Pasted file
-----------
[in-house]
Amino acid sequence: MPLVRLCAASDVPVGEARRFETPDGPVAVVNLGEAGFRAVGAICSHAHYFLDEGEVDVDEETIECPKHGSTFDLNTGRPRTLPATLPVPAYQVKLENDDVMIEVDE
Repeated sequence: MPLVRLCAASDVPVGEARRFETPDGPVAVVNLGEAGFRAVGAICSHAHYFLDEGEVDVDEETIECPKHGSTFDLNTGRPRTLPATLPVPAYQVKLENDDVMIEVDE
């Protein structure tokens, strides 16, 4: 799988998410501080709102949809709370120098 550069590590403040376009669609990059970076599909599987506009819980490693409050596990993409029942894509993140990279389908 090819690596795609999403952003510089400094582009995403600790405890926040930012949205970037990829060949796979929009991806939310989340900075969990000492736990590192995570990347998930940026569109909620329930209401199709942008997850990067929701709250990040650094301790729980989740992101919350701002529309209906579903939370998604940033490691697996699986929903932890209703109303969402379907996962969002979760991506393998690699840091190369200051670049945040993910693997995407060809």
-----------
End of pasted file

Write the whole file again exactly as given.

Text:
[in-house]
Amino acid sequence: MPLVRLCAASDVPVGEARRFETPDGPVAVVNLGEAGFRAVGAICSHAHYFLDEGEVDVDEETIECPKHGSTFDLNTGRPRTLPATLPVPAYQVKLENDDVMIEVDE
Repeated sequence: MPLVRLCAASDVPVGEARRFETPDGPVAVVNLGEAGFRAVGAICSHAHYFLDEGEVDVDEETIECPKHGSTFDLNTGRPRTLPATLPVPAYQVKLENDDVMIEVDE
């Protein structure tokens, strides 16, 4: 799988998410501080709102949809709370120098 550069590590403040376009669609990059970076599909599987506009819980490693409050596990993409029942894509993140990279389908 090819690596795609999403952003510089400094582009995403600790405890926040930012949205970037990829060949796979929009991806939310989340900075969990000492736990590192995570990347998930940026569109909620329930209401199709942008997850990067929701709250990040650094301790729980989740992101919350701002529309209906579903939370998604940033490691697996699986929903932890209703109303969402379907996962969002979760991506393998690699840091190369200051670049945040993910693997995407060809």